JON MEACHAM: For Americans who believe that our politics is very divided and partisan now, you should have seen it back then.
RACHEL MARTIN, HOST:
That's author and historian Jon Meacham. And back then would be way back then.
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MARTIN: 1787 to be exact. America was a loose confederation of states. There was no real law of the land, and some of America's greatest political minds had just finished a convention in Philadelphia where they came up with a new way to govern: a constitution. And if ratified, it would change everything. The fight was on.
MEACHAM: Were the states going to be pre-eminent or was this newly conceived federal government going to become the dominant force in American life?
MARTIN: So, anti-federal pundits did what pundits do: they went to meeting halls, gave speeches...
UNIDENTIFIED MAN #1: Friends, countryman and fellow citizens, permit one of yourselves...
MARTIN: ...and took to the mass media of the time - newspapers - with scathing arguments against the Constitution.
UNIDENTIFIED MAN #2: And this form of government contains principles that will lead to the subversion of liberty.
UNIDENTIFIED MAN #3: It appears that it is devoid of all responsibility or accountability to the great body of the people.
MARTIN: In response...
UNIDENTIFIED MAN #4: To the people of the State of New York...
MARTIN: ...225 years ago this weekend an essay titled "The Federalist" was published.
UNIDENTIFIED MAN #4: You are called upon to deliberate on a new Constitution for the United States of America. The subject speaks its own importance.
MARTIN: A flurry of other essays would follow, all under the same pen name. And eventually the collected work would be called "The Federalist Papers." Again, Jon Meacham.
MEACHAM: Well, "The Federalist Papers" are one of the great achievements of political philosophy, and I would argue because they were written for a popular audience. If there would have been pro-Federalist superPACs, they would have paid for the space for Alexander Hamilton, John Jay and James Madison to write these defenses of the new federal Constitution to combat the anti-federalists, who had - let's be honest - they had the American tradition on their side.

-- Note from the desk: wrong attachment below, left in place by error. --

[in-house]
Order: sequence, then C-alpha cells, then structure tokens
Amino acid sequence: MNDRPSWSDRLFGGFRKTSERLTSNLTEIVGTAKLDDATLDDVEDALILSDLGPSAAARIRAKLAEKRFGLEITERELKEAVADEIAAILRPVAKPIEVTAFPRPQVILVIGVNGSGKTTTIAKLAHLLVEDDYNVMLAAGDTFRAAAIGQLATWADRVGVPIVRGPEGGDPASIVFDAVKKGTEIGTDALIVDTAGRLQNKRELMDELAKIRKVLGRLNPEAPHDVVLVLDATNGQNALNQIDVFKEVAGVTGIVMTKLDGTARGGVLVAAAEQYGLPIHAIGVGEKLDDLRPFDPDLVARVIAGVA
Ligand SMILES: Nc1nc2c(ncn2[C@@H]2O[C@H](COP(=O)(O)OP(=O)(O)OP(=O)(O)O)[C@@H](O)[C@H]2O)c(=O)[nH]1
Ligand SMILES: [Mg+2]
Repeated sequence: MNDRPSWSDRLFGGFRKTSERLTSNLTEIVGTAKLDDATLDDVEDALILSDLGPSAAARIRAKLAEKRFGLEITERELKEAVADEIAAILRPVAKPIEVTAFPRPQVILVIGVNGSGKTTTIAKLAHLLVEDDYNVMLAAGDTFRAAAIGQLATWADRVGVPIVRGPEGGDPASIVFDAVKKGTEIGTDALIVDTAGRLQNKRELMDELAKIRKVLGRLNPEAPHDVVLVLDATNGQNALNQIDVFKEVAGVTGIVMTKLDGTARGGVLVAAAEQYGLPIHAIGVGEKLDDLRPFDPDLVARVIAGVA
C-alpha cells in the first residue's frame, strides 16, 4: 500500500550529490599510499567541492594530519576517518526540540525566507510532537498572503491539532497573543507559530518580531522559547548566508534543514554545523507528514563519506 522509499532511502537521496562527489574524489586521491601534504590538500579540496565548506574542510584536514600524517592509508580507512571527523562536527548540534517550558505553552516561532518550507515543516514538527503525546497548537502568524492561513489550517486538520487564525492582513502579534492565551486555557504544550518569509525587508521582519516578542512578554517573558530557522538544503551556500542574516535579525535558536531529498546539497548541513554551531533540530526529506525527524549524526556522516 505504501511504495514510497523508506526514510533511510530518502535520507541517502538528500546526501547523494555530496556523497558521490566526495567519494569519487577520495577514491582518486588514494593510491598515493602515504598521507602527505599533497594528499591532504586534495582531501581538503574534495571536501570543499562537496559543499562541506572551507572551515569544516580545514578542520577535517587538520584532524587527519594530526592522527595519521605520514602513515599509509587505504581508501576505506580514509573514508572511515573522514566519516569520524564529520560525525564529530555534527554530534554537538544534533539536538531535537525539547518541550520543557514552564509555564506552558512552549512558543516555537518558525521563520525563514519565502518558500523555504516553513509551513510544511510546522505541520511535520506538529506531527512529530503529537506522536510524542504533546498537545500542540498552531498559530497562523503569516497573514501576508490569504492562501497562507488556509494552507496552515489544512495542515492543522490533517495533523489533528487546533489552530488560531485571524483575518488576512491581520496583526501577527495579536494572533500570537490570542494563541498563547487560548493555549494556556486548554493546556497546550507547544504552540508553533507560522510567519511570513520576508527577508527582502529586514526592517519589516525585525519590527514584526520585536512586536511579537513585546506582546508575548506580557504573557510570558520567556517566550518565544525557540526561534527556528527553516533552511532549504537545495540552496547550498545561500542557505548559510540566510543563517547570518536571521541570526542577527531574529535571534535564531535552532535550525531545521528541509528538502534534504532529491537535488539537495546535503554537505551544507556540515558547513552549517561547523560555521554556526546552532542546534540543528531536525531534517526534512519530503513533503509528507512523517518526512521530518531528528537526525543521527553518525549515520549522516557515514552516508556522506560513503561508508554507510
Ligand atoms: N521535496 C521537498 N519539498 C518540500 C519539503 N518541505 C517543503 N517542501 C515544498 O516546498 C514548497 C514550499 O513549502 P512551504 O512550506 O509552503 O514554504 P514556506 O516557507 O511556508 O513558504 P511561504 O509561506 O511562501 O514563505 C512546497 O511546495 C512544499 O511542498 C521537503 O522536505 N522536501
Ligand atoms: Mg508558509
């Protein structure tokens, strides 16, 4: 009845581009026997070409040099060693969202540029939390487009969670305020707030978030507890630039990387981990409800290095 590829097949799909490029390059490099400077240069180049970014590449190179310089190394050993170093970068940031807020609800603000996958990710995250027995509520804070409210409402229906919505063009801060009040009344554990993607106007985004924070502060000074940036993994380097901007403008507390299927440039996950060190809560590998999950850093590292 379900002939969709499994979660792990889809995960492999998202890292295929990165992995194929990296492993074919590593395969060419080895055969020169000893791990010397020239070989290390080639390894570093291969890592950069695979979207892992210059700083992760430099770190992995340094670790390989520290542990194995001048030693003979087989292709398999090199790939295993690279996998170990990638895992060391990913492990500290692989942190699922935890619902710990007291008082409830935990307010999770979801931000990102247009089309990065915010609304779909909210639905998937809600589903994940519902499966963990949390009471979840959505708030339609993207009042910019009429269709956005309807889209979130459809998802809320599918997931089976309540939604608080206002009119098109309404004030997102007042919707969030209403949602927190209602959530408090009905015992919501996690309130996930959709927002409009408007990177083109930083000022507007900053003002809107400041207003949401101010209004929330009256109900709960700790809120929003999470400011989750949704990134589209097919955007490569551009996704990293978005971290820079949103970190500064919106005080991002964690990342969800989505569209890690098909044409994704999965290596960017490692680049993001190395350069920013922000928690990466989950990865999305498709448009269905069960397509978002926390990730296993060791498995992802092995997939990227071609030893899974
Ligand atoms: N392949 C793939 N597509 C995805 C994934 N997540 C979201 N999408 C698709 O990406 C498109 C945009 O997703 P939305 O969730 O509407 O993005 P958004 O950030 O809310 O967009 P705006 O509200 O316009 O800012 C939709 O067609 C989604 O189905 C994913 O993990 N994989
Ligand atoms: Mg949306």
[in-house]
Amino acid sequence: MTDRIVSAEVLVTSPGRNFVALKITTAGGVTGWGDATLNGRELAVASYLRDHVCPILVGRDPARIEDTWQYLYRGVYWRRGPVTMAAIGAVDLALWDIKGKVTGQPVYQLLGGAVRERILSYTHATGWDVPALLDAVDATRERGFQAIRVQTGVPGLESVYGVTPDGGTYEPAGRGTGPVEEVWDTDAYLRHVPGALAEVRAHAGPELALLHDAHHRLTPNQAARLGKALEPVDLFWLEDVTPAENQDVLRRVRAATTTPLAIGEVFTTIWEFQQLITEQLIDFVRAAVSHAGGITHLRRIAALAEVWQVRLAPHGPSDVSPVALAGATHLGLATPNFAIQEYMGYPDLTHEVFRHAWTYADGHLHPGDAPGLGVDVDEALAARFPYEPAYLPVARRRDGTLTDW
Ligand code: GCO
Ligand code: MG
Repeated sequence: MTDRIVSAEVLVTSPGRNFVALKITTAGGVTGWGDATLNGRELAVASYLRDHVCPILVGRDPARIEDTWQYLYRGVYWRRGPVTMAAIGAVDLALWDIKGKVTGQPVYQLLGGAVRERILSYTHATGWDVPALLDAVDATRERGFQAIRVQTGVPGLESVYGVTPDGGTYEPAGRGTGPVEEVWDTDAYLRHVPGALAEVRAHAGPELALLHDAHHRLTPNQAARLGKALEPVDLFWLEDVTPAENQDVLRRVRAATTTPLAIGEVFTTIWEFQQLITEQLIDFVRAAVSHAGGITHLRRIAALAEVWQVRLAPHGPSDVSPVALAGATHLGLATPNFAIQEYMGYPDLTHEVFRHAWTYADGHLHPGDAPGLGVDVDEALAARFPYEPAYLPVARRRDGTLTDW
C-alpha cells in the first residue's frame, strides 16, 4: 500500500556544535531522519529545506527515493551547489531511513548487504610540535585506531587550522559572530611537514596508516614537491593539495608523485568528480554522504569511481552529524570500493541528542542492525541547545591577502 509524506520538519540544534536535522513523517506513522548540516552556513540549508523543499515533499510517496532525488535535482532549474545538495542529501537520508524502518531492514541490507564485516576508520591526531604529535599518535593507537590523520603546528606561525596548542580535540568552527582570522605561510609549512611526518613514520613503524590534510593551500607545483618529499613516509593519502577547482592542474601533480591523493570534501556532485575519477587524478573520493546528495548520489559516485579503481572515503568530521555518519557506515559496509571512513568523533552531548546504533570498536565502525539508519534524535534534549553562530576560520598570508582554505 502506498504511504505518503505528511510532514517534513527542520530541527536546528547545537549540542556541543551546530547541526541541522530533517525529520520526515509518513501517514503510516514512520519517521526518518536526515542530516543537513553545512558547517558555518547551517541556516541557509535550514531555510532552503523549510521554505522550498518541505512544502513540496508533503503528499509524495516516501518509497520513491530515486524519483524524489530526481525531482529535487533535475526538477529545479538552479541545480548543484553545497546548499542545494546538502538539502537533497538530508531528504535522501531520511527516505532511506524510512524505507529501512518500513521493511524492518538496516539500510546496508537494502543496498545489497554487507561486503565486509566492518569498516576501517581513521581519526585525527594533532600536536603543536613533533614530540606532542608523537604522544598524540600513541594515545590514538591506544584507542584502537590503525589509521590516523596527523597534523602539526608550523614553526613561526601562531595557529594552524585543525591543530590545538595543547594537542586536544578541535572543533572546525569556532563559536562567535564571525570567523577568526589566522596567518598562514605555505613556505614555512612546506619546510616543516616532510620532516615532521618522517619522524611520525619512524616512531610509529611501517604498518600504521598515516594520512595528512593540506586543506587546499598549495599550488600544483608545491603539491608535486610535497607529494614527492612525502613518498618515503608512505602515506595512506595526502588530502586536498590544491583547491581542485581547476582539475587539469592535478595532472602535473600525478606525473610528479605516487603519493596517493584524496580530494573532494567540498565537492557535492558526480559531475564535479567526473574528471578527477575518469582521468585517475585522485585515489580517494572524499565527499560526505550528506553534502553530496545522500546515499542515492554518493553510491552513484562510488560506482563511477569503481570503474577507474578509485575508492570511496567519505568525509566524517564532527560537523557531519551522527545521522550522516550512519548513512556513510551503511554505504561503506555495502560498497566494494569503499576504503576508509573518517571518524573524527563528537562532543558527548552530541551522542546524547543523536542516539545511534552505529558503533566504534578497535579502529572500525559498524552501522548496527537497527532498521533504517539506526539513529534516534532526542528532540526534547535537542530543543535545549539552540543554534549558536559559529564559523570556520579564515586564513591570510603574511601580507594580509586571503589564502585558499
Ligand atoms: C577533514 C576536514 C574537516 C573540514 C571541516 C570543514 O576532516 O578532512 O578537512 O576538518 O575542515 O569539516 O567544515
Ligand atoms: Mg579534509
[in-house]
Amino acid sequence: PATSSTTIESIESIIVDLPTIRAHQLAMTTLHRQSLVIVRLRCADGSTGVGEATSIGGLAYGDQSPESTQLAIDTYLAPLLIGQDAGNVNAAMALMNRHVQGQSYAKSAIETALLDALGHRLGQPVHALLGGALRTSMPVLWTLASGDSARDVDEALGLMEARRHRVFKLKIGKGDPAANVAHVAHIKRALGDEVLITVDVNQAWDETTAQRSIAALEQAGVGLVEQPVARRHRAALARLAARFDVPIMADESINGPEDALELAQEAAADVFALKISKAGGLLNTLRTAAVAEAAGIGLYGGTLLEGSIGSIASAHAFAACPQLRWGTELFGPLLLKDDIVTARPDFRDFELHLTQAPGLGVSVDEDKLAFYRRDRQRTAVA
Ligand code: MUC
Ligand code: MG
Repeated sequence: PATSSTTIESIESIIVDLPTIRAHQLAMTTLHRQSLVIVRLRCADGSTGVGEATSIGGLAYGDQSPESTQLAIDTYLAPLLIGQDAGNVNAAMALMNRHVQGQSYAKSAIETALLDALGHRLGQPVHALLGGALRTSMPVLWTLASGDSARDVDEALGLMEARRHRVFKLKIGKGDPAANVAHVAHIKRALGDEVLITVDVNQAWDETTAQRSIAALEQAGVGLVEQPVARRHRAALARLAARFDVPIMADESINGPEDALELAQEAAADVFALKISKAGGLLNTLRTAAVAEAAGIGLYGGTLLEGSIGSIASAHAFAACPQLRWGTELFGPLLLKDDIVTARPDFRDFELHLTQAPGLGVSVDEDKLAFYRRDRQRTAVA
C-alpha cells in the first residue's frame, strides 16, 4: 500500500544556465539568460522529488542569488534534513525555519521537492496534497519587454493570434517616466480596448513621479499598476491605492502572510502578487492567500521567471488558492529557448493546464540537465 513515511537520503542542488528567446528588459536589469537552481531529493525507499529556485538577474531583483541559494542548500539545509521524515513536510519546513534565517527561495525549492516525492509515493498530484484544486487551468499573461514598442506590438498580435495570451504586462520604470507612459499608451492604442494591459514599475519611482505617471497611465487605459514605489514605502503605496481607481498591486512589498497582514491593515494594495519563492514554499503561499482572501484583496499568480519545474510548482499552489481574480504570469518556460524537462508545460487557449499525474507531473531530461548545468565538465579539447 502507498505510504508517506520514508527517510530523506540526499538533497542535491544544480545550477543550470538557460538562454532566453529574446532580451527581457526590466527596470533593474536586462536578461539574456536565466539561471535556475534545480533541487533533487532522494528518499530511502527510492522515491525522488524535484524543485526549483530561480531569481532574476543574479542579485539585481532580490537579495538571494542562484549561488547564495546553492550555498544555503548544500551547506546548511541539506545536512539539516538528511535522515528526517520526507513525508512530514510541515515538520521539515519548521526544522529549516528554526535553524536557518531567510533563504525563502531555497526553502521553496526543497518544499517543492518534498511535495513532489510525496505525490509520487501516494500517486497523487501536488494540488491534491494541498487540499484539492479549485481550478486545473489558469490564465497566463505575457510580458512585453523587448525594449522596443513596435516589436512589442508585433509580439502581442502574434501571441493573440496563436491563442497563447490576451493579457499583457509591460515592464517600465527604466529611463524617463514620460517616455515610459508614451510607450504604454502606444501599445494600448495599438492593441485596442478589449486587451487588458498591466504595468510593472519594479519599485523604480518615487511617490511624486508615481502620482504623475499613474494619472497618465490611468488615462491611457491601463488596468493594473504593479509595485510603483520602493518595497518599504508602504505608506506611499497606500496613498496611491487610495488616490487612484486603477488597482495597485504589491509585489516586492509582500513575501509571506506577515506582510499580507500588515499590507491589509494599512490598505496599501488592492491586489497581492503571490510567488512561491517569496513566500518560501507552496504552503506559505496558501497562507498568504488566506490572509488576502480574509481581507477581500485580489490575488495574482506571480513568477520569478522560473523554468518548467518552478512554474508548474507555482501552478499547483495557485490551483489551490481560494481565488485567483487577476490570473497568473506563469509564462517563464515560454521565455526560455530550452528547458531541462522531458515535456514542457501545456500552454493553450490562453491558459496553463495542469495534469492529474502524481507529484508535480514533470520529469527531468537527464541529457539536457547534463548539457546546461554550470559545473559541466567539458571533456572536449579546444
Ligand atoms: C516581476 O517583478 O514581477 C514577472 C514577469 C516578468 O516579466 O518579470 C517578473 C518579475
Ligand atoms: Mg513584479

MARTIN: The anti-federalists?
MEACHAM: The anti-federalists, absolutely. You know, the idea of central authority, the revolution had been about central authority - the power to tax - the revolution had been about the power to tax. So, "The Federalist Papers" were the marketing positions, the explanation of what the Constitution, what all these separate battles, were really about.
MARTIN: There were 85 of these essays.
MEACHAM: There were a lot.
MARTIN: There were a lot of them.
MEACHAM: And they did not have to say I am Alexander Hamilton and I approve this.
MARTIN: What in your opinion, though, are the most significant?
MEACHAM: Well, I think the tenth federalist by James Madison is a kind of secular scripture in many ways. I suggested having it read at our wedding.
MARTIN: How'd that go over?
MEACHAM: Not well, like most of my suggestions. But it's Madison explaining how political passion works and how the Constitution Republic, has they had conceived it, could check one group's attempts to dominate and subjugate another. Because one day's majority is tomorrow's minority. And what Madison wrote was basically an argument against extremism. And that's really, I think, at the heart of "The Federalist Papers."
MARTIN: We've said these are 225 years old now, but it seems that all kinds of political factions are able to point to these papers and say, see, this is what the founders intended.
MARTIN: How is that so? Were these just vague enough that people of all kinds of political stripes can use them to bolster their own arguments?
MEACHAM: Well, folks do that with the Bible and they do it with Winston Churchill and they do it with Thomas Jefferson and Abraham Lincoln. There are some people who can be quoted on many sides of an issue. If I may, one of the many problems with this idea that we can read the minds of the founders through documents like "The Federalist Papers" strikes me as problematic at best because of the way in which they were created, which was in a ferocious political moment. And I think that makes them more interesting, frankly. You know, these weren't philosophers sitting on a mountain. These were working politicians embarked on one of the great experiments in history, and they knew that. But they also knew they had to get the votes. And that's as fundamental as anything.
MARTIN: That's Pulitzer Prize-winning author Jon Meacham. His new book is titled "Thomas Jefferson: The Art of Power." It's out November 13. Thanks so much, Jon. We appreciate it.
MEACHAM: Thank you.
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MARTIN: And you're listening to NPR News.
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